Saturday, July 13, 2024

Sanskrit is Dying a Slow Death in India

Must Read

On 31st August the world observes World Sanskrit Day. However, the popular media was silent in this celebration that pays homage to the mother of most languages of India. Sanskrit, often called the “One of the Oldest Languages of the World,” is not just a collection of words; it’s the key to the treasure troves of ancient wisdom, culture, and knowledge. Its slow death in India showcases not just the lack of Sanskrit Speakers but also the death of the Sankriti it possesses.

Mother of Languages: A Timeless Legacy

From Maatar To Mother: Seeing Sanskrit In English - Indic Today
PC Indica Today

Sanskrit is an ancient language of the Bharat and the Indian subcontinent. While other old languages like Ancient Greek, Summerian, etc. have been relegated to pages of history, Sanskrit is one of the oldest languages in use today. However, its death is creeping forward. At the time of Independence, there were 1 lakh Indians who spoke or understood Sanskrit. Today, the number is only a few thousand only. Less than 0.002% Indians can speak and understand Sanskrit in India. When there will be no more speakers of this beautiful language, it shall fade away into obscurity.

- Advertisement -

Sanskrit is the language of sacred texts and classical literature from Vedic India. It is the mother of numerous modern languages; like Punjabi, Gujarati, Marathi, Hindi, and many others. The legacy of Sanskrit is on the pages of the manuscripts from Vedic India. Hindu puja, yagya, mantra, and prarthana are all recited in Sanskrit. Yet not many Hindus in this modern world understand the meaning of the daily mantra recited in front of the mandir in their homes.

Sanskrit: The Dharohar of Vedic Knowledge

Saving Sanskrit Manuscripts Om Yoga Magazine
PC OM Yoga Magazine

The original texts of Purana, Veda, Samhita, Mahabharat, Gita, Ramayana, etc. are all written in Sanskrit. Ancient plays, pros, and poems are part of the legacy of Sanskrit. The language bears witness to the fact of Vedic India’s prowess in language arts, science, medicine, and mathematics.

- Advertisement -

Through the large collection of manuscripts, Sanskrit generously contributes to the world’s knowledge repository. These timeless texts contain an untold number of insights into philosophy, psychology, statecraft, warcraft, surgery, medicines, technology, astrology, astronomy, and several other fields.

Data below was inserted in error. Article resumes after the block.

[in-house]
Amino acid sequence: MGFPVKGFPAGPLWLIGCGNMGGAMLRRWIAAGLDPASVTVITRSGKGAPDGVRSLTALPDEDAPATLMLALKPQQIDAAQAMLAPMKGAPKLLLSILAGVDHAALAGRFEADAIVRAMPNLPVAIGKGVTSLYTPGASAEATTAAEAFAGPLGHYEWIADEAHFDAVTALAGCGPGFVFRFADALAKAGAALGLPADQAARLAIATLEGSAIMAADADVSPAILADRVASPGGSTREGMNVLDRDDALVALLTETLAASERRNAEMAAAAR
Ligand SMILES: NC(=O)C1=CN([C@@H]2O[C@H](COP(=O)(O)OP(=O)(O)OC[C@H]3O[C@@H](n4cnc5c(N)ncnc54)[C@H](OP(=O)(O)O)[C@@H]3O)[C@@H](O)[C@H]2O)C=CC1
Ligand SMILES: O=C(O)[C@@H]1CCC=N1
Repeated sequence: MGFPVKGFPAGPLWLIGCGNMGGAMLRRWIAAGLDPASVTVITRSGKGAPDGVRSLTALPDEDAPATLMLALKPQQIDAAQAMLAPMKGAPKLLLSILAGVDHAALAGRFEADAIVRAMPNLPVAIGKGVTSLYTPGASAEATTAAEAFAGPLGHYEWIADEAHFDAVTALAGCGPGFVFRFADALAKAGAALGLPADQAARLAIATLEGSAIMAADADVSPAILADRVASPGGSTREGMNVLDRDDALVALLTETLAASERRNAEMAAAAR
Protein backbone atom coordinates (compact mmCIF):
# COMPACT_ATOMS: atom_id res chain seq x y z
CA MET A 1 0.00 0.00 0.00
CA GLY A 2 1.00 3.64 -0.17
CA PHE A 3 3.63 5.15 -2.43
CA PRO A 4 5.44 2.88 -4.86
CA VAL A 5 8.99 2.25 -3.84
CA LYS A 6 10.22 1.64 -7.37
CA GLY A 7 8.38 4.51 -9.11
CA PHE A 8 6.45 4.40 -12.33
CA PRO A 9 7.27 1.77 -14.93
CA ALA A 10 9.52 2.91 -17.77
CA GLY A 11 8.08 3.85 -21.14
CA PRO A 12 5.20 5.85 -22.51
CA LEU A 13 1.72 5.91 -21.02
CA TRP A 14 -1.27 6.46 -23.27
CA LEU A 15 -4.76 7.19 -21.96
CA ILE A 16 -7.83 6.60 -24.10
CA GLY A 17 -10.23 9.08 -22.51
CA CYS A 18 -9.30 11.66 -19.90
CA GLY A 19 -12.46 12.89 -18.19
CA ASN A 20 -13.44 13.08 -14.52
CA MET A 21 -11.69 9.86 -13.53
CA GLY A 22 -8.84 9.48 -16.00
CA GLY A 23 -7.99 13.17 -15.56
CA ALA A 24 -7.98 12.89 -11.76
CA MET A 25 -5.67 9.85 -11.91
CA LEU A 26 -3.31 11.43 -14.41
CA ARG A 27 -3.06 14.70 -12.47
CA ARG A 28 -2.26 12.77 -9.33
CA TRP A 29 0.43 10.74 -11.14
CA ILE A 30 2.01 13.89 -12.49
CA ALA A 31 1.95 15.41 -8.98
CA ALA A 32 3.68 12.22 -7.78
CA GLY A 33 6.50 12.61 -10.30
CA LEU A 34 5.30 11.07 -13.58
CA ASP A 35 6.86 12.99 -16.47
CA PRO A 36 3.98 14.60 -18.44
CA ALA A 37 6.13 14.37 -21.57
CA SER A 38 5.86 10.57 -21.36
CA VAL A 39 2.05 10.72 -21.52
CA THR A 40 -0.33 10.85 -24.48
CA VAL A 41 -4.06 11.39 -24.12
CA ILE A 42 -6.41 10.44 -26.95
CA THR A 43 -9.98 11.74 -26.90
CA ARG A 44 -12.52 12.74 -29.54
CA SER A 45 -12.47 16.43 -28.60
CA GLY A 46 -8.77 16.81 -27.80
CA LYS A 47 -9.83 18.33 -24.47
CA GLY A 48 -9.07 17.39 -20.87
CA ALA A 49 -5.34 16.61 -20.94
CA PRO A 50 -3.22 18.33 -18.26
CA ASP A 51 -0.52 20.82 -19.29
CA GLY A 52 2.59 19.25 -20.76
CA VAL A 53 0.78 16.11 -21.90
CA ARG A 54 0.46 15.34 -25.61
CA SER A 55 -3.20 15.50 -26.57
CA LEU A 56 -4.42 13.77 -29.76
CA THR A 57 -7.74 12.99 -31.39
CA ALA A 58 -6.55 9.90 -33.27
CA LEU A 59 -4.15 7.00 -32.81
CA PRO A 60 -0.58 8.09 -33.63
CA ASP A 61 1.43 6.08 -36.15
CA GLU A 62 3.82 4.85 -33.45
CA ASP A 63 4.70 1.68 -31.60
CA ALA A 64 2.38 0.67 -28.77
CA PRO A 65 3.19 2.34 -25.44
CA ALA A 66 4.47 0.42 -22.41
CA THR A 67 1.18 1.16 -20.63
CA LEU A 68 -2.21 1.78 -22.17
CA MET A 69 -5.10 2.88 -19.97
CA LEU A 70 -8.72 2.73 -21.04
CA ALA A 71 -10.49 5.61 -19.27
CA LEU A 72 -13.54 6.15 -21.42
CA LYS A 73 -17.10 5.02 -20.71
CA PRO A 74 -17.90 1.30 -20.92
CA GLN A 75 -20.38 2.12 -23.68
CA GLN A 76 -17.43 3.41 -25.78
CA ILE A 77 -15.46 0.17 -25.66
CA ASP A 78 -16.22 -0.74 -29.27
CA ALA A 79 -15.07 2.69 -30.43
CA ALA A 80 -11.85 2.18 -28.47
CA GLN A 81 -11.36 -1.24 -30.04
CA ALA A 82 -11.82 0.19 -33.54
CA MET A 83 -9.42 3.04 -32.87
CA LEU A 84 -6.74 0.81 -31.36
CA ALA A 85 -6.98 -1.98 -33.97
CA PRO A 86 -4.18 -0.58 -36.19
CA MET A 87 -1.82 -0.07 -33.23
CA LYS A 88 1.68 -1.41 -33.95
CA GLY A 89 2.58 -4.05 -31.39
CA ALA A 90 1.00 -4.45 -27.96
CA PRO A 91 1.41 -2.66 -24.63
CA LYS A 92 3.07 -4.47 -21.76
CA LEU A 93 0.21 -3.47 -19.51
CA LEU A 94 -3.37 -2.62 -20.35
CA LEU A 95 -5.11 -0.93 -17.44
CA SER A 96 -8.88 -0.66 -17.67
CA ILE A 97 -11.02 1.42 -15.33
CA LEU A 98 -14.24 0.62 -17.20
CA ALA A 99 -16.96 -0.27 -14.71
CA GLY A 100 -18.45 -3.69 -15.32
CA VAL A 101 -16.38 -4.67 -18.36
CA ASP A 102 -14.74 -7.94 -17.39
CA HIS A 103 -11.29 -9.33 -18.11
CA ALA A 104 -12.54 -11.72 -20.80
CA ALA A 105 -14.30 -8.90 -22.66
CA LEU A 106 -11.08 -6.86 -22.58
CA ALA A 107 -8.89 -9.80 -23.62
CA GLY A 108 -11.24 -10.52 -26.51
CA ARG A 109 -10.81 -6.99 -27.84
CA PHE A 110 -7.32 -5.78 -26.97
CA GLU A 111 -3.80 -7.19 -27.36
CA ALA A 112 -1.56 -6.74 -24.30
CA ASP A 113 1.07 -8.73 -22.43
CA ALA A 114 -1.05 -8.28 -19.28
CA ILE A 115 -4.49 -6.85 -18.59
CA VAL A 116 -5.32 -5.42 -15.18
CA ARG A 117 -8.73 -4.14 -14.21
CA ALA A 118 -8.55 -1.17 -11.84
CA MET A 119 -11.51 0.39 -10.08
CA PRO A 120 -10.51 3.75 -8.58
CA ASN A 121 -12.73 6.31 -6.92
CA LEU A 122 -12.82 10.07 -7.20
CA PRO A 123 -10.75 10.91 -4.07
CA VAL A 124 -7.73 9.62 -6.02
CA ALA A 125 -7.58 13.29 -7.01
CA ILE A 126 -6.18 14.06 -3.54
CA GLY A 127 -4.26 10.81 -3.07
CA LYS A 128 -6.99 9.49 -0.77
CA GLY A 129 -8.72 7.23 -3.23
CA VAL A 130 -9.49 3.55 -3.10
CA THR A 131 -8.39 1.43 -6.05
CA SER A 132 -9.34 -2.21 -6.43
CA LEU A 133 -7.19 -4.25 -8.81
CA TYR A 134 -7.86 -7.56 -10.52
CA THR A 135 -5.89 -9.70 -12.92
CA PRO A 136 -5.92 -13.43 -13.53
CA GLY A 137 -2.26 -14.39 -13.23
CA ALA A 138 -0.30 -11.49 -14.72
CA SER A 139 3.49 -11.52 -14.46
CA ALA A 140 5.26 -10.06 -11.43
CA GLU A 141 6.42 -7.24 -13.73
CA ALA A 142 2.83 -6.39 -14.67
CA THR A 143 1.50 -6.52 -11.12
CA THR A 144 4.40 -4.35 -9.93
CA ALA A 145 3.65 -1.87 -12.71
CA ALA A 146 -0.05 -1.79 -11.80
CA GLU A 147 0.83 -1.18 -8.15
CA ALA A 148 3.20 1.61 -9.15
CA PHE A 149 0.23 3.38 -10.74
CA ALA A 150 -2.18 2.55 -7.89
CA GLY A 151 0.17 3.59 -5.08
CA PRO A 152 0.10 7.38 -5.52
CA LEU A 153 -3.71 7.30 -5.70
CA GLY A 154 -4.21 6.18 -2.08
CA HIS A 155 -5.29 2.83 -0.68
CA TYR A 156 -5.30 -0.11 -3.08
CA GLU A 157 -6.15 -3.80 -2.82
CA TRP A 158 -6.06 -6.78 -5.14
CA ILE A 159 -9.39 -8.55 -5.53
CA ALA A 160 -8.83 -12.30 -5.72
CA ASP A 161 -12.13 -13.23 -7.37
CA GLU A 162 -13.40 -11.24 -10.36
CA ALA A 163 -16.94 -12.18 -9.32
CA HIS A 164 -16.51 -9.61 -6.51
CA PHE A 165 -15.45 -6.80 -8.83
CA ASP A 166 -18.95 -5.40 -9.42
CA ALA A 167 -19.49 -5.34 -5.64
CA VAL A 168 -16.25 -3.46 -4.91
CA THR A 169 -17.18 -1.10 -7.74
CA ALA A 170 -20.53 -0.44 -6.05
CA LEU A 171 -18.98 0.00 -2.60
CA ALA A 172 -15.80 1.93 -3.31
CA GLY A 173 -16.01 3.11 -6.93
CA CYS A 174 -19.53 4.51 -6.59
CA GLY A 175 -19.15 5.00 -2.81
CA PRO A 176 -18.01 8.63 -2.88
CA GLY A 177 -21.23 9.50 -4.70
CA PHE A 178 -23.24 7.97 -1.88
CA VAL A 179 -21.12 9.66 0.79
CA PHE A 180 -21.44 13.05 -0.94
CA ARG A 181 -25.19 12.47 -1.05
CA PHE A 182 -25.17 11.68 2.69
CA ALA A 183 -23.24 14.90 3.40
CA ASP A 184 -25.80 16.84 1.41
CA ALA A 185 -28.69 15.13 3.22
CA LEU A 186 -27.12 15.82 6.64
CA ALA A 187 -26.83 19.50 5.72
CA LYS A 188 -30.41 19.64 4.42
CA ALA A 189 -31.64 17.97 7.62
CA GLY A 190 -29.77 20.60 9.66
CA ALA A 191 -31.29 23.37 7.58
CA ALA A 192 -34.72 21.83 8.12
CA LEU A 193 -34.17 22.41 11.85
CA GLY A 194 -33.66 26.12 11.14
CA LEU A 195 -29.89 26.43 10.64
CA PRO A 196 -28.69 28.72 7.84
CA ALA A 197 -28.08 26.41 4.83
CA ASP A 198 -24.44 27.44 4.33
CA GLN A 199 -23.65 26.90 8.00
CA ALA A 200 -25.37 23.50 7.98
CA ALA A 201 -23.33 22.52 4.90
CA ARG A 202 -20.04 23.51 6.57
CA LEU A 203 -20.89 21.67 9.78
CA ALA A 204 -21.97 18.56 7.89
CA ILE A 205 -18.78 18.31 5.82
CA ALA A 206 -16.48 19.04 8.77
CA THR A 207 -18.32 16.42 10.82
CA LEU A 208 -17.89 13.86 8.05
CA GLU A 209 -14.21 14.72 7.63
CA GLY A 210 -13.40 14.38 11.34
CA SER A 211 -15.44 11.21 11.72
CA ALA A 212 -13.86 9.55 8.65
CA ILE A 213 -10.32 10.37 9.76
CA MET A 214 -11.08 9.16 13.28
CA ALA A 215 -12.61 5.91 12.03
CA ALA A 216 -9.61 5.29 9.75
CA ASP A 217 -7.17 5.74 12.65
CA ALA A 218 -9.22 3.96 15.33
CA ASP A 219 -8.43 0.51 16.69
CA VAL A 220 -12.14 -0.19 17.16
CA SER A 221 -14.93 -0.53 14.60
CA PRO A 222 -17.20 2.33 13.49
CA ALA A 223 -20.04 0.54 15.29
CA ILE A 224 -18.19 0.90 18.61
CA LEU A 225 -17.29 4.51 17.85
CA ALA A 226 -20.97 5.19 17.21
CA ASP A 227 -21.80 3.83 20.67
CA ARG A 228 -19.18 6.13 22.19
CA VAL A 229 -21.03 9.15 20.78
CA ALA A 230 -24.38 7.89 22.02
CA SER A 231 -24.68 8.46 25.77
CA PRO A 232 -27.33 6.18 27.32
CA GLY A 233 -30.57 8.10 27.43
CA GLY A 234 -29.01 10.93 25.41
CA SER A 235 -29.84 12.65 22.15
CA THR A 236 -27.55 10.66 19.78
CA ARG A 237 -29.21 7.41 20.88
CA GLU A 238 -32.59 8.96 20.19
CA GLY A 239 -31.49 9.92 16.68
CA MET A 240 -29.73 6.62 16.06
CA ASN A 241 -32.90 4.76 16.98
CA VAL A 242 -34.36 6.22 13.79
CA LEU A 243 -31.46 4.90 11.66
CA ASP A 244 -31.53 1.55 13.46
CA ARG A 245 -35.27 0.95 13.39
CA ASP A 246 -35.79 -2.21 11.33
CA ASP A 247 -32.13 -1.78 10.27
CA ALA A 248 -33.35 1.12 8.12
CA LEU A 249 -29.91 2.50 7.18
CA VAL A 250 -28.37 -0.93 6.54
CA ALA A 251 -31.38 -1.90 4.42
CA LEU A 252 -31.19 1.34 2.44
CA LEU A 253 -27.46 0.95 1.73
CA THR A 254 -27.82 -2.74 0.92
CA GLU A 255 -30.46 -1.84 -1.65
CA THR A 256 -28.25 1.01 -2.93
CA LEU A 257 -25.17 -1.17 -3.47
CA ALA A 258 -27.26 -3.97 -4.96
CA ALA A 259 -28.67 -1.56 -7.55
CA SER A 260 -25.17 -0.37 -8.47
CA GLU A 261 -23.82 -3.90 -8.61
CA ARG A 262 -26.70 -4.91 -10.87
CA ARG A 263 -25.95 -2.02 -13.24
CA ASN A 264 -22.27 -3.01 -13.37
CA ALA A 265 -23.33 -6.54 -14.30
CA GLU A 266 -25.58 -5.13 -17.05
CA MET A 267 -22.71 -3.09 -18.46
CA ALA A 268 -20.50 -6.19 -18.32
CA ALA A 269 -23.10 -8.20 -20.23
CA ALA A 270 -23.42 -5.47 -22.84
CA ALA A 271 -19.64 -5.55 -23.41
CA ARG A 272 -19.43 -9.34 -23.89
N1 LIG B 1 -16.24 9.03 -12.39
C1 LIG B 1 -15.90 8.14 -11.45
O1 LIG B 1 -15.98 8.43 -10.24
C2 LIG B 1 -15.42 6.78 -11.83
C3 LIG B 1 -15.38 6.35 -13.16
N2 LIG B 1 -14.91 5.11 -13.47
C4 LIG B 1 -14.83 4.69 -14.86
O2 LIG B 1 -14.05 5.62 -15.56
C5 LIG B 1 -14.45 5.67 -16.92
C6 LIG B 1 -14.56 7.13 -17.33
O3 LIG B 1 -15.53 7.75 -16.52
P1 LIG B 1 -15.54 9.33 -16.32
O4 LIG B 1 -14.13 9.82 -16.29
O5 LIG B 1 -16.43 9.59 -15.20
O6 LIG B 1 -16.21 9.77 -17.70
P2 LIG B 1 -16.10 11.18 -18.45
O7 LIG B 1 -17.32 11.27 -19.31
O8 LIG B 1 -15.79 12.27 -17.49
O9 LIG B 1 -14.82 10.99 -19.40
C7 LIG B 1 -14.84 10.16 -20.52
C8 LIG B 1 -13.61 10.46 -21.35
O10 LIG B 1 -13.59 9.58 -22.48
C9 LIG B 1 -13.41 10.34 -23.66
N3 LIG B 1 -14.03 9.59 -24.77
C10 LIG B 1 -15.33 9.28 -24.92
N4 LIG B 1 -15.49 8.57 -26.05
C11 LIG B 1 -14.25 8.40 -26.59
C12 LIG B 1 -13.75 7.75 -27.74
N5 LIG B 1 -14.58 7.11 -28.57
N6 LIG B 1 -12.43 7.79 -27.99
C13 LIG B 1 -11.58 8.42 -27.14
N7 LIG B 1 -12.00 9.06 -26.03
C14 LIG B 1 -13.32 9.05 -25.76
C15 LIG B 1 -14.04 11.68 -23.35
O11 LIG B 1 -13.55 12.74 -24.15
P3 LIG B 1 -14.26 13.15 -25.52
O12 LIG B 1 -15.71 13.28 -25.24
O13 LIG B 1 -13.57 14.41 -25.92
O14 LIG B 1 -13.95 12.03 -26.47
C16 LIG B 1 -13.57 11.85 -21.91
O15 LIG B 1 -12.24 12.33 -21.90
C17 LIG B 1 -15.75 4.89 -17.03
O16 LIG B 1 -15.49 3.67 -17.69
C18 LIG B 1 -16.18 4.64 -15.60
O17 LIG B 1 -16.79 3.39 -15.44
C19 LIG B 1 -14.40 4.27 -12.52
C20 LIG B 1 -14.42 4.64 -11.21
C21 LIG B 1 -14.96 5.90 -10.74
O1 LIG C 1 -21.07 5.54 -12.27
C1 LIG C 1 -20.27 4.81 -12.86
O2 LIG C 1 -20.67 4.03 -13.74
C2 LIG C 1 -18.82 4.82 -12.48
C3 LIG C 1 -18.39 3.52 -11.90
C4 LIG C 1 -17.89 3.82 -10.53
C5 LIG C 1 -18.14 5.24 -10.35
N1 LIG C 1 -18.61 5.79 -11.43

Money cannot measure the depth and breadth of the wisdom stored in these influential ancient scripts penned in Sanskrit. Sanatana Dharma relies heavily on Sanskrit texts and the hidden gems of knowledge in mantra, paath, patrika, and scripts.

Sanskrit: The Dharohar of Vedic Sanskriti

No photo description available.
PC Facebook @संस्कृत का उदय

The rituals, customs, and methods of every important festival, yagya, and puja are safely inscribed in the varnamala of Sanskrit. The language acts as the cipher to unlock the secrets of Vedic India. Thus, the language is not just a well of Vedic wisdom but also a fount of Vedic Sanskriti. Even today the temple puja, the marriage ceremonies, the death ceremonies, the namkaran of a newborn, the griha pravesh puja, and other rituals of a Sanatan Dharma follower are guided by the words of Sanskrit language at the hands of a priest.

- Advertisement -

Griha Vastu for the construction of a harmonious home is guided by principles stored in the Sanskrit language. The morning school prayers of children in India are sung in Sanskrit. The knowledge of the cosmos is condensed into the shloka of Bhagavad Gita. All these are indicators that the language is not just a speech pattern, it is the Dharohar of Vedic Sanskriti.

Is Sanskrit Facing Extinction?

Sanskrit newspapers dying due to lack of advertisers and patronage - The Economic Times
PC The Economic Times

Despite its remarkable legacy, Sanskrit is currently facing the threat of extinction. The language that stood for the celebrated Vedic Sanskriti and Knowledge is fading into obscurity. The primary cause is the decreasing number of speakers. Despite repeated efforts of local communities, the language is now only restricted to the pages of the manuscripts of a bygone era.

Secondly, the lack of awareness of the beauty of Sanskrit in India, the birthplace of Sanskrit, enables the youth to lose their connection with this ancient language. Thus, in a vicious cycle, decreasing the number of speakers enables a decrease in the awareness of the language. Thirdly, modern education systems prioritize other foreign languages like French, Spanish, and German as a third language. The systemic neglect of Sanskrit has led to its decline over the years. Finally, the preference for English-medium and the disconnect between young Indians and Sanskrit as well as their mother tongue may lead to the language’s eventual demise.

The decline of Sanskrit reflects a broader issue of the loss of cultural identity. Therefore, Indians are growing distant from their rich cultural heritage intricately intertwined with the Sanskrit language. The irreplaceable language embodies the wisdom of ancient scholars. Preserving it is vital to understanding the roots of Vedic India. World Sanskrit Day serves as a reminder of the need to revive and nurture this ancient language. Therefore, efforts to reintegrate Sanskrit into modern education, celebrate its beauty through art and music, and encourage the younger generation to explore its depth are essential.

- Advertisement -

More articles

- Advertisement -

Latest Article